Unfortunately, we only had one choice of ammunition available to test. This was the Winchester 100-grain lead round, (number X32201) in a silver box. The shape of the slug was similar to a truncated cone or to be more descriptive it was a conical shape with a slightly rounded profile leading to a flat top. (An old-fashioned semi-wadcutter). The case was slightly tapered. The 1.315-inch-long rimmed case starts out with a diameter of 0.354 inch and about two-thirds of the way to the case the mouth tapers to 0.338 inch. The case also showed an embossed crimp at the base of the bullet to regulate seating depth and a steep roll crimp at the mouth. The .32-20 was originally a rifle round, having been introduced by Winchester in 1882 for the model 73 lever action. As a rifle round, velocity can soar above 2000 fps with soft-point bullets commonly weighing 85 to 110 grains. But loads designed for handgun use are generally limited to 100 grains or less and driven at a velocity of 1000 fps or slower. Our test ammunition averaged only 827 fps but proved quite accurate. Our best group at 25 yards from the bench measured 1.8 inches center to center. A largest group of 2.7 inches expanded the average to 2.3 inches. Actually, we would rate this gun as capable of sub 2.0-inch groups all day long. We are sure that the only reason our average was higher was because the sights just wore out our eyes. After a while the little pin up front is harder and harder to regulate inside the frame notch.
Our other .32-caliber revolver was built on a slightly smaller frame than the Deluxe and held five rounds of .32 H&R Magnum. This gun will also chamber .32 S&W and .32 S&W Long. But what makes it interesting is its primary caliber that was developed not in the 1890s but in the 1980s. A product of a joint venture between Harrington & Richardson and Federal Cartridge, this round was designed for use in H&R’s Model 504, 532 and 586 revolvers. In dimension, the .32 H&R Magnum is the .32 S&W Long case lengthened by 0.155 inch. Some engineers wondered why H&R had not simply produced a .32-20 revolver, but at 1.350 inches maximum overall length, the new magnum round would be easier to chamber in H&R’s current models. In fact, a loaded .32 H&R Magnum round is nearly the same length as an empty .32-20 shell. However, the performance of this round in the minds of most ballisticians has never really lived up to its magnum billing. According to Krause’s Cartridges of the World, 9th Edition (715-445-2214) performance of this new round was supposed to be on par with most .38 Special rounds.
Be that as it may, much like the .32-20 Winchester cartridge, the .32 H&R Magnum is good fun in a single-action revolver. Power with the 95-grain Federal Classic lead semi-wadcutter was very similar to the 100-grain lead rounds of .32-20 we fired in our Deluxe/Cattleman. The 85-grain HI-SHOK hollow points had a little more pop, but were distinguished more for the cleaner air they left behind than for the concussion.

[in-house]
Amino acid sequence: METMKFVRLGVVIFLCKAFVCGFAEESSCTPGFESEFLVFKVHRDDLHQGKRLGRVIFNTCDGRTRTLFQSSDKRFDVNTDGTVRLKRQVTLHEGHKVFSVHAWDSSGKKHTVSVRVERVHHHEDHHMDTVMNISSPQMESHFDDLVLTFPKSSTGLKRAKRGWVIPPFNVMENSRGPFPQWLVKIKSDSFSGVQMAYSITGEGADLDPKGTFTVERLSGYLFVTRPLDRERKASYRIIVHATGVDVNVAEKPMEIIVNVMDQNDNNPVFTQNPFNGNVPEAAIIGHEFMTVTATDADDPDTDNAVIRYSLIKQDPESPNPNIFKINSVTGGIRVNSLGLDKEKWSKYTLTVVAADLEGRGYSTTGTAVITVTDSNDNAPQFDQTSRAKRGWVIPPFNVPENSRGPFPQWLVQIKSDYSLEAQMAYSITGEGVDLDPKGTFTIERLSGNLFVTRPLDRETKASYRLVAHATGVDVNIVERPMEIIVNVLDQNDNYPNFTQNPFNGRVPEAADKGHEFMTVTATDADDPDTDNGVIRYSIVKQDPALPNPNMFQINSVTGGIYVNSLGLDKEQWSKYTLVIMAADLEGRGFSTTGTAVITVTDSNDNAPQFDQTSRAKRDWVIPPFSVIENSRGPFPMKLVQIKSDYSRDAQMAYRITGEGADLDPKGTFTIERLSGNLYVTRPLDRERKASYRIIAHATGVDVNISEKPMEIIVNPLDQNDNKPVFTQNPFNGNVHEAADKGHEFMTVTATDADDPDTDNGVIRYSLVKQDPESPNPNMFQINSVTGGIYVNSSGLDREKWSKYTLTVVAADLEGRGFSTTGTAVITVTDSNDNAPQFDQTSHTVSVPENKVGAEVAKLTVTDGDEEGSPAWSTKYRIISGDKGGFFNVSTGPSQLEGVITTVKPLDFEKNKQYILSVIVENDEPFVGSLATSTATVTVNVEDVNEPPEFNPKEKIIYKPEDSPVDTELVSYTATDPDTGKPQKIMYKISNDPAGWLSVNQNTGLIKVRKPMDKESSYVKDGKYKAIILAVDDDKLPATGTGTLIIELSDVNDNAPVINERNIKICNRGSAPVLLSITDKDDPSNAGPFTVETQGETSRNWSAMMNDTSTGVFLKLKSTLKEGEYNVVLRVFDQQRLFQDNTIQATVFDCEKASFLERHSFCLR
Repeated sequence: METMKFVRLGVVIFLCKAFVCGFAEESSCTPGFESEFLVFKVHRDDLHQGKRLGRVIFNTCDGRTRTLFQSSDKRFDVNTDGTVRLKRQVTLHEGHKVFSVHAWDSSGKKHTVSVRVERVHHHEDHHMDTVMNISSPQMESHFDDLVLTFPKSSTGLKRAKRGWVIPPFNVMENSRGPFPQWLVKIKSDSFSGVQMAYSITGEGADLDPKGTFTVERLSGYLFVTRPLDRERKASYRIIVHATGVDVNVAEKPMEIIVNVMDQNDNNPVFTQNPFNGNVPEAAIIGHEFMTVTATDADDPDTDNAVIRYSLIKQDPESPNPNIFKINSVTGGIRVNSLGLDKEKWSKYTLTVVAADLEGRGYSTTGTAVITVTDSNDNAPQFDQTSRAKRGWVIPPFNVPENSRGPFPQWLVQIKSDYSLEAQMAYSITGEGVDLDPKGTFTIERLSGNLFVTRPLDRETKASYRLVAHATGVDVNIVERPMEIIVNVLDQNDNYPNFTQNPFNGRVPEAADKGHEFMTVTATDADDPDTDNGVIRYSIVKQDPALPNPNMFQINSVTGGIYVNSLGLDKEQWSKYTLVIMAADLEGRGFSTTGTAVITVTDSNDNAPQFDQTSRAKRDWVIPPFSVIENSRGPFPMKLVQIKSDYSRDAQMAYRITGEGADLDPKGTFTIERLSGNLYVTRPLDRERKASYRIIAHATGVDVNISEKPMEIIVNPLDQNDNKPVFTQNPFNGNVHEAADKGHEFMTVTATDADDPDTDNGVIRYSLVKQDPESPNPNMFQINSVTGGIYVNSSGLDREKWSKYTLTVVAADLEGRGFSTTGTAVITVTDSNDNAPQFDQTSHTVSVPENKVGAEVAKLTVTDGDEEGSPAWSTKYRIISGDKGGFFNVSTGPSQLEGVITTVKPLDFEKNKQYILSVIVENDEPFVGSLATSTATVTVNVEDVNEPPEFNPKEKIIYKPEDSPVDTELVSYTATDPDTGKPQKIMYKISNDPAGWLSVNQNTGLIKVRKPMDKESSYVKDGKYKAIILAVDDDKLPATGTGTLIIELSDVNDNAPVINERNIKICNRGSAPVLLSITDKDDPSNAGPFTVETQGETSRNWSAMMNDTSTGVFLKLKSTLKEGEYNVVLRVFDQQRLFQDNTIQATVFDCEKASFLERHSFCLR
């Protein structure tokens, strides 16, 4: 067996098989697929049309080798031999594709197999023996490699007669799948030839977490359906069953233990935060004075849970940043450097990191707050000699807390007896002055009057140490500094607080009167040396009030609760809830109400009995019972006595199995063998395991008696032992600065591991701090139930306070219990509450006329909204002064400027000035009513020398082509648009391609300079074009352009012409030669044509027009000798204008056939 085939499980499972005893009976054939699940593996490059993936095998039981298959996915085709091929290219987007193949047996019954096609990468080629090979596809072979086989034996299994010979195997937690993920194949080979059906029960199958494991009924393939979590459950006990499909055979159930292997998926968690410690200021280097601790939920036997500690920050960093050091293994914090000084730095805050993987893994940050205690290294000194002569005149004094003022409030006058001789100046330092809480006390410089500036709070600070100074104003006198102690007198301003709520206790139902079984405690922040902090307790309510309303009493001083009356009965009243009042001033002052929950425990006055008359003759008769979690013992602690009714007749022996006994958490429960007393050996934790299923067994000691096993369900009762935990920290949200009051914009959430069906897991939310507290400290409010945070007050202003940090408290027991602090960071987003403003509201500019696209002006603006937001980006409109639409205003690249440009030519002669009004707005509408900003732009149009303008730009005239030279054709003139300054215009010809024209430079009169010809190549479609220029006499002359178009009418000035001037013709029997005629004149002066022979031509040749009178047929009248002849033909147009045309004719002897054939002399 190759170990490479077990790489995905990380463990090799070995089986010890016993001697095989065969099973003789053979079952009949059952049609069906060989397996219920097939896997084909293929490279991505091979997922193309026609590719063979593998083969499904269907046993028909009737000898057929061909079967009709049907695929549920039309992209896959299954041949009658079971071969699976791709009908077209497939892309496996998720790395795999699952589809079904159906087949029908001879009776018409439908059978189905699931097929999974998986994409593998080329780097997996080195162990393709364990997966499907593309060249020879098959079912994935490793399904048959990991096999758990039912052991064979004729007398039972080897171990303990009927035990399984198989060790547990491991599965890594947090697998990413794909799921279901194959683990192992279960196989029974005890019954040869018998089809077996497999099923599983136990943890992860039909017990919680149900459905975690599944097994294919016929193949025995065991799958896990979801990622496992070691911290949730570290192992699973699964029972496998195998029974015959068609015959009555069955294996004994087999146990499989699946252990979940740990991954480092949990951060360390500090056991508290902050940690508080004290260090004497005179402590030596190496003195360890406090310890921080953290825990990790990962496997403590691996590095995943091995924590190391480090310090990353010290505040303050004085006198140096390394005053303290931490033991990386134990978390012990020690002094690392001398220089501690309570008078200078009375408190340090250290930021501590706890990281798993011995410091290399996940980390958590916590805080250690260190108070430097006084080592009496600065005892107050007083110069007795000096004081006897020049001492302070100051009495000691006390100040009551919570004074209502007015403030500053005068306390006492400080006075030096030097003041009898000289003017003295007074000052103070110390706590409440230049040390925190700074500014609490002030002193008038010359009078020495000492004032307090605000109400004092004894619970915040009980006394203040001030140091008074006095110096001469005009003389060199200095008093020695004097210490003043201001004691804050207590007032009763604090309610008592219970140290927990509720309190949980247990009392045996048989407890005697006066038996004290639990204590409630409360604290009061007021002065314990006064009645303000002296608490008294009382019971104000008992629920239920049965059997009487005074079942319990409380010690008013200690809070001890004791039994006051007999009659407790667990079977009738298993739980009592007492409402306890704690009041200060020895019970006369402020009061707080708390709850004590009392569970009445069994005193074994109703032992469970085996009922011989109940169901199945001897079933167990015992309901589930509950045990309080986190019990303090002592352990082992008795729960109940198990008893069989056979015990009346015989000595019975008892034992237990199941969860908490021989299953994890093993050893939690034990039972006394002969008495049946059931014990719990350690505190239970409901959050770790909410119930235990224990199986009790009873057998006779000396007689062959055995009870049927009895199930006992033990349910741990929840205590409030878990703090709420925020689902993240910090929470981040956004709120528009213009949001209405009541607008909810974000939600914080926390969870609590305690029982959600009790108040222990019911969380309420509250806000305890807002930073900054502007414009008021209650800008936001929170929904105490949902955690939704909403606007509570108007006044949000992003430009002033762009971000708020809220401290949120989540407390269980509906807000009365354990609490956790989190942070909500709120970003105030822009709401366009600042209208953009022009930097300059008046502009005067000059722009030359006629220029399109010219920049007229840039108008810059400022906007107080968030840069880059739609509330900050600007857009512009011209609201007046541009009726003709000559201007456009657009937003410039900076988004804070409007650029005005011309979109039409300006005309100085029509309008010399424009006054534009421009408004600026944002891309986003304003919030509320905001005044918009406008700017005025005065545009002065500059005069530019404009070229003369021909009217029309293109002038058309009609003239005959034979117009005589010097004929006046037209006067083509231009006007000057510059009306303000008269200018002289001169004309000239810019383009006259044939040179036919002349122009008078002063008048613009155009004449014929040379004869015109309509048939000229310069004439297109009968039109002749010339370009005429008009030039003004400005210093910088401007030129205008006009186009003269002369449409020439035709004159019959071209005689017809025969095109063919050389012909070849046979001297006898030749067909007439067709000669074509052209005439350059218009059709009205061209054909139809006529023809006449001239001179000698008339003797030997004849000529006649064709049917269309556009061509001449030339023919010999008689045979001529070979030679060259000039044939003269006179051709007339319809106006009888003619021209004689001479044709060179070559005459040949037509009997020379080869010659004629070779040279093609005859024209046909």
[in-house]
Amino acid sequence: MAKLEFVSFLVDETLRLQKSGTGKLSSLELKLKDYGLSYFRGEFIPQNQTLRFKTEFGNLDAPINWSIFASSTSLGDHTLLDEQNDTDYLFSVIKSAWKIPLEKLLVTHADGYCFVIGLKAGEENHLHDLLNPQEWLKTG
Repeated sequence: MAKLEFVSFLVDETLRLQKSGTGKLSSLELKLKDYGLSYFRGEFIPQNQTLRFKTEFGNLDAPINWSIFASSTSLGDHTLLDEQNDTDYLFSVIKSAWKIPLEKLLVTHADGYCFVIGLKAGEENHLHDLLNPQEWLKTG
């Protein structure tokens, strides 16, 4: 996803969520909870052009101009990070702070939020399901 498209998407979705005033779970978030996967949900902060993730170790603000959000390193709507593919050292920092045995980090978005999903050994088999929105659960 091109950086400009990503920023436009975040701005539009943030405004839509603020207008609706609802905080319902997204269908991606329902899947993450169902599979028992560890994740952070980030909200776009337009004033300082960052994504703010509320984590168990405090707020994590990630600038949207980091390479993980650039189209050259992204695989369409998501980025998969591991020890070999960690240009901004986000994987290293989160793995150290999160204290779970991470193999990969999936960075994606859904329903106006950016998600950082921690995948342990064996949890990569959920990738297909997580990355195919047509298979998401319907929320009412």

The Ruger model SSMBH-4F has at least two letters in its suffix that are easily traced. The BH most certainly stands for Bird’s Head. This is the style that adorns the rearward frame and it is one of our favorites. It had a distinctive look. We guess if you hold the gun vertically and imagine the grip screw to be a bird’s eye, then you can see the connection. But we knowthat it is also one of the most comfortable ways to hold a single-action revolver and a sure way to turn heads. For what it’s worth, this type of grip is easier to conceal.
Our Ruger showed only two screws on its frame but shared the spring-operated plunger with our Deluxe that releases the base pin. The barrel is gray, but like the Deluxe, the frame is case hardened. The trigger and hammer, however, are cut and polished in an unmistakably modern way. In fact this model is a little bit modern and a little bit traditional. Other modern traits were the load gate, which is swung out with the hammer down releasing the cylinder. This also freezes the hammer. Pulling back the hammer then shows you that there is not a half cock position nor is there any need for a loading position. The firing pin on this gun is not on the end of the hammer. It rides independently inside the frame held from moving forward by a strong spring. The hammer will not make direct contact with the firing pin unless a transfer bar is raised to transfer the force of the hammer‘s blow. Pressing the trigger raises the transfer bar. A solid strike on the transfer bar delivers the necessary force to drive the firing pin into the primer. The safety aspects of this design are twofold. For one, there is no danger in leaving a loaded chamber under the hammer. Two, it is not necessary to manipulate the hammer for any reason but to fire. Another way that Ruger has been updating its single-action designs has been with improved sights, better than the ones found on the Deluxe, in our view. The Ruger rear sight is still a frame notch, but by adding more definition and moving it forward of the rear edge of the top strap, visual relief is greatly improved.
We might like the Navy Arms Deluxe with adjustable sights better than our current test model, but simply switching the Deluxe/Uberti’s rear sight to this design would surely have improved its accuracy by reducing eyestrain. In our test of the Ruger with its 4.5-inch barrel, we were unable to land a five-shot group that measured less than 2.3 inches (which coincidentally was the Deluxe/Uberti’s overall average). The problem was no matter how we tried to find the odd chamber, we consistently had four tight shots (some as small as an inch in diameter) and a flyer. Nonetheless, group size ranged from only 2.3 to 2.7 inches for two different rounds over the span of 10 measured groups at 25 yards.
Gun Tests Recommends
Navy Arms Deluxe SCW322 .32-20, $435. Best Buy. This gun was smooth and elegant, and we think that 32-20 was an excellent match to this frame. The trigger was just about perfect. This gun was as enjoyable and as accurate a gun as any you are liable to find in the traditional single-action category.
Ruger SSMBH-4F .32 H&R Magnum, $576. Buy It. With this model we got to cash in on Ruger’s advanced safety features and some nifty sights that are much like Ruger’s double action service revolvers. Thankfully, none of the modern features interfered with its charm.